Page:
The Barn is still very much a going concern, isn’t it?
LC: Yes, they are thriving up there, there is music every week with different acts coming in and out, and we are going to be performing there again in April at the end of this tour we are coming up on. It was the appropriate place to end it and promote this record so we are going to be there.
Who is behind your record label, Royal Potato Family, and who thought up the name?
TW: This was our question when we had dinner with Kevin Calabro, it’s his label and he works with Marc Benevento, and that dinner was the first time I had the chance to have a good talk with him, though we had met at The Barn with the Levon shows. We said what you’ve just said, “What’s up with this name?”, haha. He told the story, and I can’t believe the full circle involved.
LC: This is where it comes from, right. Kevin is telling us this story and something is ringing in the back of my head about the whole thing and it starts with a joke. The Royal Potato Family is made up of the King Idaho Potato, the Queen Russet Potato, and Princess Sweet Potato, and they are sitting around having dinner one night and Princess Sweet Potato says to her parents “I’ve got to tell you something, I’m in love and I’m getting married.”, and King Idaho Potato says, “That’s great, are you marring a Royal Idaho Potato?”. The Princess goes “No.”, and the King asks “Are you marrying a Royal Russet Potato?.”, and the Princess says “No.”, and the King asks “Are you marrying a Royal Sweet Potato?”, and the Princess says “No.”. The King then asks “What are you marrying?”, and the Princess says, “I’m going to marry Walter Cronkite”. Her father just explodes, “I’m a Royal Idaho Potato, your mother is a Royal Russet Potato, you are a Royal Sweet Potato, I’m not having you marry a commentator.”, haha.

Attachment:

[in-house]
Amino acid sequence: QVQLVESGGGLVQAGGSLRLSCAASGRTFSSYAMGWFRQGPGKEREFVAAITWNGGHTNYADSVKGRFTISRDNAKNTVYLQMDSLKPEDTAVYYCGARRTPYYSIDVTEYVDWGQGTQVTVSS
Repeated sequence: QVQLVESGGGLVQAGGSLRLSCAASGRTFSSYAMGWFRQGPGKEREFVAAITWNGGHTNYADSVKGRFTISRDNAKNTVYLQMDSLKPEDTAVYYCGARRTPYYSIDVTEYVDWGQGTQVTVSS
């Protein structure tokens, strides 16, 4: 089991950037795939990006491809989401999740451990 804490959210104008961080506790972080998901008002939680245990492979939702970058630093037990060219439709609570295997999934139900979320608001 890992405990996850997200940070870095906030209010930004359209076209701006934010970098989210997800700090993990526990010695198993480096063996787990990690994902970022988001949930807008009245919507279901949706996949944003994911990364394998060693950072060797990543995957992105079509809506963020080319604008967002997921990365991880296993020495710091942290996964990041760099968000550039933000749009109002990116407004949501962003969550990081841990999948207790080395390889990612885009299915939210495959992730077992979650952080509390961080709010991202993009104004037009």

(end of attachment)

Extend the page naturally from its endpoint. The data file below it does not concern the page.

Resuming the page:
So Kevin is telling us this, and I knew this joke because I learnt it in third-grade from my friend Andrew Rosenthal, and Kevin told us that someone he and Marco knew had been told this joke by Bob Dylan. I then realised I’d told Bob Dylan this joke, it was some years ago and we were riding through California and I’m on the band bus and Bob is on his bus, and our bus broke down so we all ended up getting on Bob’s bus to finish the ride. We were playing cards and drinking and stuff, and we got into a bad joke tell-off, and nobody can beat Bob at this, that’s for sure, but that is when I told him this joke. He may have known it before I told it to him, but I distinctly remember telling him this joke and it is kind of a full-circle thing that we are on this label now, haha.